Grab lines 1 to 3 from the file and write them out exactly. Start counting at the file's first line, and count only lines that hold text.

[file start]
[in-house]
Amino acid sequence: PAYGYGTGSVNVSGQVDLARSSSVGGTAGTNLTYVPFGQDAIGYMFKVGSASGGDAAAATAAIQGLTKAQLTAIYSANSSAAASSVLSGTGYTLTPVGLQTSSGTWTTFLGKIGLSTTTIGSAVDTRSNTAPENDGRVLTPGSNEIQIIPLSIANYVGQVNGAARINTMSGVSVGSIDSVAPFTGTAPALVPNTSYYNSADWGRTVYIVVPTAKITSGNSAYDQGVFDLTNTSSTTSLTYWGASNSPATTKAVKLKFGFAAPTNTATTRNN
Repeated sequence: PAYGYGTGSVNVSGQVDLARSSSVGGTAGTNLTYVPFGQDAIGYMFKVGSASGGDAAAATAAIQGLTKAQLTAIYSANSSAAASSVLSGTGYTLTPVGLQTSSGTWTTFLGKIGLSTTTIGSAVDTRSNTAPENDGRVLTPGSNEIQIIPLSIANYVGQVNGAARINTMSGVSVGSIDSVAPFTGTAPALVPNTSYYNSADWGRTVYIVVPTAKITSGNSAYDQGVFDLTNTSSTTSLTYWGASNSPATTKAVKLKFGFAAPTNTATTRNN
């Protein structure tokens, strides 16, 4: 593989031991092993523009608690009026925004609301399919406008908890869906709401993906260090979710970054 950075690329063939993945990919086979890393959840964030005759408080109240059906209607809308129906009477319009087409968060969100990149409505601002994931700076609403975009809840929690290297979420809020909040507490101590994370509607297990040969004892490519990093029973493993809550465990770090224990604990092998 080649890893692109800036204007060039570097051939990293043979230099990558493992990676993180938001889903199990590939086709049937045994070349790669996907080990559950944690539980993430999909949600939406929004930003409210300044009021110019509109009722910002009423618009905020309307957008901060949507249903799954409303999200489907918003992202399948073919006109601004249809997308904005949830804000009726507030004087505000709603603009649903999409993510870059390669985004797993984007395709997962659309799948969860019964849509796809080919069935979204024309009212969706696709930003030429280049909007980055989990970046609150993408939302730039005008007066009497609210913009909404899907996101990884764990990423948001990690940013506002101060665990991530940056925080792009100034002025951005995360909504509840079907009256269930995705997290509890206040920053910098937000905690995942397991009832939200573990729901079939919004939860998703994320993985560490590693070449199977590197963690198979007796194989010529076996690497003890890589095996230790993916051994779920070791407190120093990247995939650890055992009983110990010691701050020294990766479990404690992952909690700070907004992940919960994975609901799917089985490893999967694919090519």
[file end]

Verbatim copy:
[in-house]
Amino acid sequence: PAYGYGTGSVNVSGQVDLARSSSVGGTAGTNLTYVPFGQDAIGYMFKVGSASGGDAAAATAAIQGLTKAQLTAIYSANSSAAASSVLSGTGYTLTPVGLQTSSGTWTTFLGKIGLSTTTIGSAVDTRSNTAPENDGRVLTPGSNEIQIIPLSIANYVGQVNGAARINTMSGVSVGSIDSVAPFTGTAPALVPNTSYYNSADWGRTVYIVVPTAKITSGNSAYDQGVFDLTNTSSTTSLTYWGASNSPATTKAVKLKFGFAAPTNTATTRNN
Repeated sequence: PAYGYGTGSVNVSGQVDLARSSSVGGTAGTNLTYVPFGQDAIGYMFKVGSASGGDAAAATAAIQGLTKAQLTAIYSANSSAAASSVLSGTGYTLTPVGLQTSSGTWTTFLGKIGLSTTTIGSAVDTRSNTAPENDGRVLTPGSNEIQIIPLSIANYVGQVNGAARINTMSGVSVGSIDSVAPFTGTAPALVPNTSYYNSADWGRTVYIVVPTAKITSGNSAYDQGVFDLTNTSSTTSLTYWGASNSPATTKAVKLKFGFAAPTNTATTRNN